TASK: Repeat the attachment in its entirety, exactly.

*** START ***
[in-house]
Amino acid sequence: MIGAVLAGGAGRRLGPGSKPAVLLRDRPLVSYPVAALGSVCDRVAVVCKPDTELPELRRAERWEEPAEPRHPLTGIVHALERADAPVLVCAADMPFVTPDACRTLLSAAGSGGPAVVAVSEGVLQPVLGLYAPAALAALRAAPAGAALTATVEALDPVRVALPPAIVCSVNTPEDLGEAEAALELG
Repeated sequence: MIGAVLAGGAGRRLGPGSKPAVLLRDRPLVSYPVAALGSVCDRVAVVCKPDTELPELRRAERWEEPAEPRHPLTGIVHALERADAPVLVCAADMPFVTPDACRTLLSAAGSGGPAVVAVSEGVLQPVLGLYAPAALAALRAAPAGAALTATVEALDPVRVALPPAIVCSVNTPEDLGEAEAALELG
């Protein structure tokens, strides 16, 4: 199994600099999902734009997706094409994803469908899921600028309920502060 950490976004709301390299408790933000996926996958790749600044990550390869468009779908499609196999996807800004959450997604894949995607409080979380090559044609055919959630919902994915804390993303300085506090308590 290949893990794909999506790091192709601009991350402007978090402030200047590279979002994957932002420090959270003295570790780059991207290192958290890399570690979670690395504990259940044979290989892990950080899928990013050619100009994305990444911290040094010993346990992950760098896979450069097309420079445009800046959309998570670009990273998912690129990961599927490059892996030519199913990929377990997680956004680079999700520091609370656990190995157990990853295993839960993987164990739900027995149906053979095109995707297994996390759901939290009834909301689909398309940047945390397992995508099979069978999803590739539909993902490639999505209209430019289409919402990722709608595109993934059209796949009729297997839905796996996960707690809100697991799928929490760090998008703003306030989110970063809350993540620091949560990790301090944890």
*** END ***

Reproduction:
[in-house]
Amino acid sequence: MIGAVLAGGAGRRLGPGSKPAVLLRDRPLVSYPVAALGSVCDRVAVVCKPDTELPELRRAERWEEPAEPRHPLTGIVHALERADAPVLVCAADMPFVTPDACRTLLSAAGSGGPAVVAVSEGVLQPVLGLYAPAALAALRAAPAGAALTATVEALDPVRVALPPAIVCSVNTPEDLGEAEAALELG
Repeated sequence: MIGAVLAGGAGRRLGPGSKPAVLLRDRPLVSYPVAALGSVCDRVAVVCKPDTELPELRRAERWEEPAEPRHPLTGIVHALERADAPVLVCAADMPFVTPDACRTLLSAAGSGGPAVVAVSEGVLQPVLGLYAPAALAALRAAPAGAALTATVEALDPVRVALPPAIVCSVNTPEDLGEAEAALELG
């Protein structure tokens, strides 16, 4: 199994600099999902734009997706094409994803469908899921600028309920502060 950490976004709301390299408790933000996926996958790749600044990550390869468009779908499609196999996807800004959450997604894949995607409080979380090559044609055919959630919902994915804390993303300085506090308590 290949893990794909999506790091192709601009991350402007978090402030200047590279979002994957932002420090959270003295570790780059991207290192958290890399570690979670690395504990259940044979290989892990950080899928990013050619100009994305990444911290040094010993346990992950760098896979450069097309420079445009800046959309998570670009990273998912690129990961599927490059892996030519199913990929377990997680956004680079999700520091609370656990190995157990990853295993839960993987164990739900027995149906053979095109995707297994996390759901939290009834909301689909398309940047945390397992995508099979069978999803590739539909993902490639999505209209430019289409919402990722709608595109993934059209796949009729297997839905796996996960707690809100697991799928929490760090998008703003306030989110970063809350993540620091949560990790301090944890």